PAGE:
• Jun 12 2012: Yes I've read it, thanks. Sorry I didn't make it clear but I'm also working on something similar.

        Before the time runs out I'd like to say thanks for setting this up its been very interesting.
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    Jun 12 2012: Bart -
    Can you tell us a little more about why it's been so difficult to eradicate, and what the unintended consequences are?
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      Jun 12 2012: Eradication has been complicated by a number of factors, notably:
      - resistance of mosquitoes to insecticides
      - resistance of malaria parasites to drugs
      - lack of funding
      - insufficient support for setting up appropriate health infrastructure in developing countries
      - not enough well-trained public health specialists in many endemic countries

      A long list...showing how difficult it can be to eliminate a disease nobody needs to die of...
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      Jun 12 2012: As for unintended consequences...failure to eradicate means that evolution catches up with us. Prolonged efforts to control rather than eliminate means that you give the players in the system (notably the mosquito vector and the parasite) all the time to evolve, mutate, and become resistant.

      The result is that we have to go back to the bench once more to find new drugs and/or insecticides...
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        Jun 12 2012: (I am from the US, NYC, btw.)

        Such a difficult situation. Admittedly, I know little about this problem but want to understand it better. It's my hope others more educated than I will join the conversation - since I am only able to ask the most elementary questions. :)

        What companies are most committed to finding answers, Bart?
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          Jun 12 2012: No problem - even basic questions are good. Malaria control (note the word control as there are very few companies engaged in this commercially) is mostly funded through large NGOs (think of UNICEF, World Bank, Global Fund for HIV/AIDS, TB and malaria, and so on.

          But you raise an interesting point, as I believe there is a lot of scope to 'commercialise' malaria control (if not elimination).
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          Jun 12 2012: The US President's Malaria Initiative (PMI) is run through USAID, and they outsource activities (notably house spraying with insecticides) to a commercial firm. They have done so in at least 15 African countries to date.
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          Jun 12 2012: In terms of finding new drugs and insecticides, commercial entities are engaged (pharmaceutical companies as well as pest control companies) and there are public private partnerships to drive this endeavour (e.g. the Medicines for Malaria Venture (MMV), or the IVCC (Innovative Vector Control Consortium).
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        Jun 12 2012: This stuns me. International companies dedicated to developing eradication methods for every weed and insect under the sun are not directing a significant effort into eradicating malaria?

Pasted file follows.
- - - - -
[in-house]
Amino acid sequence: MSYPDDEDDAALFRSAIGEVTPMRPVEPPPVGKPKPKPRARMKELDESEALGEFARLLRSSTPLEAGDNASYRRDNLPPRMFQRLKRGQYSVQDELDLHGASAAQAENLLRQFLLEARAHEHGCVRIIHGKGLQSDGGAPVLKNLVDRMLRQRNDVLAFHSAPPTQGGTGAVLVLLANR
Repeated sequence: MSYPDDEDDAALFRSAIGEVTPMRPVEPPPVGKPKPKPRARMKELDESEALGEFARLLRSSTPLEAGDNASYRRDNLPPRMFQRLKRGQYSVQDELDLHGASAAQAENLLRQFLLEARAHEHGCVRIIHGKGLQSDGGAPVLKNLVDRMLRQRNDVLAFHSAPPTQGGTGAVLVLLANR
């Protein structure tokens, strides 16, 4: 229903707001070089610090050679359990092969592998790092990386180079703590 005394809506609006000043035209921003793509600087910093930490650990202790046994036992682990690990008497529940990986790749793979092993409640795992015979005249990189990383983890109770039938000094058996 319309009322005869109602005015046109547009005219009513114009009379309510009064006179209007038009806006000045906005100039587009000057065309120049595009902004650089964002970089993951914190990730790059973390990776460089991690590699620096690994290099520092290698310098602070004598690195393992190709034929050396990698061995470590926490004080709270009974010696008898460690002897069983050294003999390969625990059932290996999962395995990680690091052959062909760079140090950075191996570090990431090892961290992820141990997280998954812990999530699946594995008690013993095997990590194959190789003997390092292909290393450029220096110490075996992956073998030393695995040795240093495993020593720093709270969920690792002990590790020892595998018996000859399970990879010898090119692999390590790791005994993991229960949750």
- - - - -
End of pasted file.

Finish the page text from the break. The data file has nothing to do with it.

I also live in Idaho - on a ranch - when not in NYC, and the money we (farmers and ranchers)receive simply to participate in weed eradication is embarrassing.
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          Jun 12 2012: The amount of money spent on pet drugs in the US far exceeds the research and control budget for malaria...
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          Jun 12 2012: As a company developing insecticides, you should know that it takes a decade on average and 1 b$ to bring a new insecticide to the market. Obviously there is much more business in agriculture than in public health, so the public health insecticides we use today have mostly come from the agricultural field...
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        Jun 12 2012: What are the health risks to house spraying? How is this handled in underdeveloped countries?

        When training, I like to tell the story about the cats in Borneo...through the song by Alan Atkisson :)
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          Jun 12 2012: Yes - the cat story from Borneo. DDT spraying and its pros and cons are still being debated in sicentific circles. Fact is that it is used on a large scale because it is cheap and persistent. But widespread resistance means that we will sooner or later stop using it anyway...
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      Jun 12 2012: Another major reason why it is hard to eradicate malaria is that in many countries it is virtually impossible to set up a campaign due to civil war or civil unrest, making it hard for programmes to be implemented...
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        Jun 12 2012: Yes, this is a real problem. Have there been any specific approaches that have been effective in the face of this unrest?
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          Jun 12 2012: If anything, then insecticide-treated bednets may find there way into communities, even when exposed to such stress. In DR Congo bednets have reached far-out corners of the country now. However, even though these will save lives, this is not about elimination which requires a lot more...
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    Jun 12 2012: Dear all,